The treatment that someone with small cell lung cancer (SCLC) receives can significantly affect their outlook. The most effective SCLC treatments often involve surgery, but not all individuals with SCLC are eligible for surgical procedures.

People with the option to undergo surgery have limited stage SCLC and receive their diagnosis in the early stages of the disease. Relatively few people with SCLC learn that they have the disease this early, and those who do must act quickly to determine whether surgery is a possibility.

There are different types of surgical procedures available to people with SCLC. In this article, we look at surgery for SCLC, what it involves, and the outlook after surgery.

Two surgeons in blue scrubs looking at a screen in an operating room before beginning surgery for small cell lung cancer.Share on Pinterest
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Yes — some people with limited stage SCLC may qualify for surgical procedures that can stop the cancer from spreading.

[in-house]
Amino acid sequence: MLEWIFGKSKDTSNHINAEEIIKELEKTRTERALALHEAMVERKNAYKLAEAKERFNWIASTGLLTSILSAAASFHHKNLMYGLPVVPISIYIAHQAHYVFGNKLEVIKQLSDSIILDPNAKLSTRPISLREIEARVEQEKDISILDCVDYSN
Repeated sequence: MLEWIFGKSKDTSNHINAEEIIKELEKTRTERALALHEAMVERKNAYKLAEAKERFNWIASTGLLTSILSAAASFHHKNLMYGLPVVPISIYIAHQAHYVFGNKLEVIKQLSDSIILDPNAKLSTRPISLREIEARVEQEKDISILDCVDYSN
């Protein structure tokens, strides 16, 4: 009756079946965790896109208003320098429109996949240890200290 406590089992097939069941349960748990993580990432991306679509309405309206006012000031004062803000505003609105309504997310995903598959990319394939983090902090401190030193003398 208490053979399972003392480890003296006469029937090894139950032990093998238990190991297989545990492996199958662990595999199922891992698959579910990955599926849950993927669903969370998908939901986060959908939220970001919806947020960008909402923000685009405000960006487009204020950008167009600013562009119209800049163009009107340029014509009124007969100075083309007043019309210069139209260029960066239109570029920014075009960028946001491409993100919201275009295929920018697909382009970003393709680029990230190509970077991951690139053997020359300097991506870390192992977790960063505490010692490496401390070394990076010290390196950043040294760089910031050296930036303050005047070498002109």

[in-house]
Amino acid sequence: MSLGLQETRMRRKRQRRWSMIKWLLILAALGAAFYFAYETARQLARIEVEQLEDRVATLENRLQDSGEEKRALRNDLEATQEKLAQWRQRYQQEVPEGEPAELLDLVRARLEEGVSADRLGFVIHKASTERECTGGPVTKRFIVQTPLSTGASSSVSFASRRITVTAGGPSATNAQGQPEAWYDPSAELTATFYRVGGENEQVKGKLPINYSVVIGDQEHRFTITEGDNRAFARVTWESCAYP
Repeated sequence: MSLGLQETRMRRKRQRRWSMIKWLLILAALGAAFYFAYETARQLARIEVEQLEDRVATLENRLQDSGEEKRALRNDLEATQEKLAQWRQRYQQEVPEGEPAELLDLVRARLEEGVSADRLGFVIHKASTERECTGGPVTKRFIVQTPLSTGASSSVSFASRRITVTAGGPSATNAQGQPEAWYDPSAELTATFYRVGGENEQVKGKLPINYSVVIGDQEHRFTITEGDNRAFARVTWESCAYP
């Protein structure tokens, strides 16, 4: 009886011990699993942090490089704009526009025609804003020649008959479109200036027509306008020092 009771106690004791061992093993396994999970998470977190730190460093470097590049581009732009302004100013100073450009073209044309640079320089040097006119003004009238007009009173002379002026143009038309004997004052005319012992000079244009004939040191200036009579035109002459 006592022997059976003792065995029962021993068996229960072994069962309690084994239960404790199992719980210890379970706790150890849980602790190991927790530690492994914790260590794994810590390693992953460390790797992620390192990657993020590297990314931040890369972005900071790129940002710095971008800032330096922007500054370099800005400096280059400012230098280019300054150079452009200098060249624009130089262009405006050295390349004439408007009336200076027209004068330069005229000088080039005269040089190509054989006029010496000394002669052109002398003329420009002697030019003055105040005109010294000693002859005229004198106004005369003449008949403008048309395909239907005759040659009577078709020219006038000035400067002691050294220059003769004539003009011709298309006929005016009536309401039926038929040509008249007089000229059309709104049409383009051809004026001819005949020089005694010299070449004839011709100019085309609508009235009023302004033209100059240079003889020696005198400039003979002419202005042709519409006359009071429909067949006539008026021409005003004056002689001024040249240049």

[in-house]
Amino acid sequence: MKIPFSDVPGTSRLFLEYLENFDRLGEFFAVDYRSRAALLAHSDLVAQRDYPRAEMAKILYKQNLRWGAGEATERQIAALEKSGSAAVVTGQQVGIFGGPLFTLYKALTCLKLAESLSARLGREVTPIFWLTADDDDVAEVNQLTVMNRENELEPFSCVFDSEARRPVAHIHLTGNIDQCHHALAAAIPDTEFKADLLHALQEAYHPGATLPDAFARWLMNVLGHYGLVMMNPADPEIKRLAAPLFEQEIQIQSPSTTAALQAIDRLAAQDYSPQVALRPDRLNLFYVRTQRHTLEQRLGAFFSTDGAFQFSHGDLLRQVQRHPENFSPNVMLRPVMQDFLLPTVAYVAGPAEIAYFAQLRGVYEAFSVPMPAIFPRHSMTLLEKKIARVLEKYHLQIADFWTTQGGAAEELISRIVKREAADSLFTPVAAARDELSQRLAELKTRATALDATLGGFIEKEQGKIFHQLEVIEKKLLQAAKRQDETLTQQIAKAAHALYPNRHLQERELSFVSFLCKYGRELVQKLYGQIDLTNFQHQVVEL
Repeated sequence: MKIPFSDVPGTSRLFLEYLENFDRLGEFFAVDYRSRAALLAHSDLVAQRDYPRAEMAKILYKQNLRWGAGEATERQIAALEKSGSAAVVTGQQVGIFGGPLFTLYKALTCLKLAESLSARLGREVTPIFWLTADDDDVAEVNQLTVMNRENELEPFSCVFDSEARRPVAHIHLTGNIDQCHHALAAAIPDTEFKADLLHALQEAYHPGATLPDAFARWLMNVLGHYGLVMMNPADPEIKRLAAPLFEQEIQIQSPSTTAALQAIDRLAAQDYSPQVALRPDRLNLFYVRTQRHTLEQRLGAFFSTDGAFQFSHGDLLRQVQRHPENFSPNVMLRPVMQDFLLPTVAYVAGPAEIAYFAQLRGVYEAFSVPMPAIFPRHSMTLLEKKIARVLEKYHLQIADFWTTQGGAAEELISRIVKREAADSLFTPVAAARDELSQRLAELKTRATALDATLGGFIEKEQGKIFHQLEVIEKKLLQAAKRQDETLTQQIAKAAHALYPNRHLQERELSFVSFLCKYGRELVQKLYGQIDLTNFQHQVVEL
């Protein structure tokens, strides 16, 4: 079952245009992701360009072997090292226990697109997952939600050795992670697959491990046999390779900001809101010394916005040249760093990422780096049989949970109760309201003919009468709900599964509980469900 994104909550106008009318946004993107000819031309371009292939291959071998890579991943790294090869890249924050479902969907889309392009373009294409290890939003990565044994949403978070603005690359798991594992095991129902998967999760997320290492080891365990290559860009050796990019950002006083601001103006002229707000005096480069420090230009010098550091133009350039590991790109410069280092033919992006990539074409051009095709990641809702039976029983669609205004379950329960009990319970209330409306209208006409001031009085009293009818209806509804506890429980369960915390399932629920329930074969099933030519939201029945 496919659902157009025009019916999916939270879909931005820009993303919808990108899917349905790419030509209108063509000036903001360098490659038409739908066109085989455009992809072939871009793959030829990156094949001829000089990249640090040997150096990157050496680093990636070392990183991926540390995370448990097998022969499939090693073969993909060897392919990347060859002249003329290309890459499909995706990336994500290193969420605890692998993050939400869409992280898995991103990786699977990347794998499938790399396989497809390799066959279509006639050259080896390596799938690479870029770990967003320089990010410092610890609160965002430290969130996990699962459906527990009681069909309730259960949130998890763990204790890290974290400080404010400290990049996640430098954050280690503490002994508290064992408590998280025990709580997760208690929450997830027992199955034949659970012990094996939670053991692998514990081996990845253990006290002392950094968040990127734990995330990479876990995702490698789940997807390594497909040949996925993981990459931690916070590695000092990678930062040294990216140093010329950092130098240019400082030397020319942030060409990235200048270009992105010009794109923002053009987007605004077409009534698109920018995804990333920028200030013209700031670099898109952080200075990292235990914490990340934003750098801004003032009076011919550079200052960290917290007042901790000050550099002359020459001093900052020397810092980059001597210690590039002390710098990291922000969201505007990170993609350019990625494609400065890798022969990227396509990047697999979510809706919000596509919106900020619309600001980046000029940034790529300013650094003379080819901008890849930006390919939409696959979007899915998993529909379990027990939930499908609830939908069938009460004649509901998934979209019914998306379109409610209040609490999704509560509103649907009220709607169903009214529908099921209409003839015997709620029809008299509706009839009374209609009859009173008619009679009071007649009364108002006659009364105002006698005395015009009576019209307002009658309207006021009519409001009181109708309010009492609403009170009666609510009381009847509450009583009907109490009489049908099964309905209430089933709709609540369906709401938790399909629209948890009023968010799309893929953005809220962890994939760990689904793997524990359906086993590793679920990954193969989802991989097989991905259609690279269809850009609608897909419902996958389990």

Doctors use a two-stage system to classify SCLC. Limited stage SCLC occurs when a tumor is only on one side of the chest, whereas extensive stage SCLC is present throughout the lungs, on both sides of the chest, or in other parts of the body.

Surgery is only possible in limited stage SCLC. According to the National Institutes of Health (NIH), around one-third of people with SCLC receive their diagnosis during the early stages of the disease. The remaining two-thirds receive a diagnosis of extensive stage SCLC.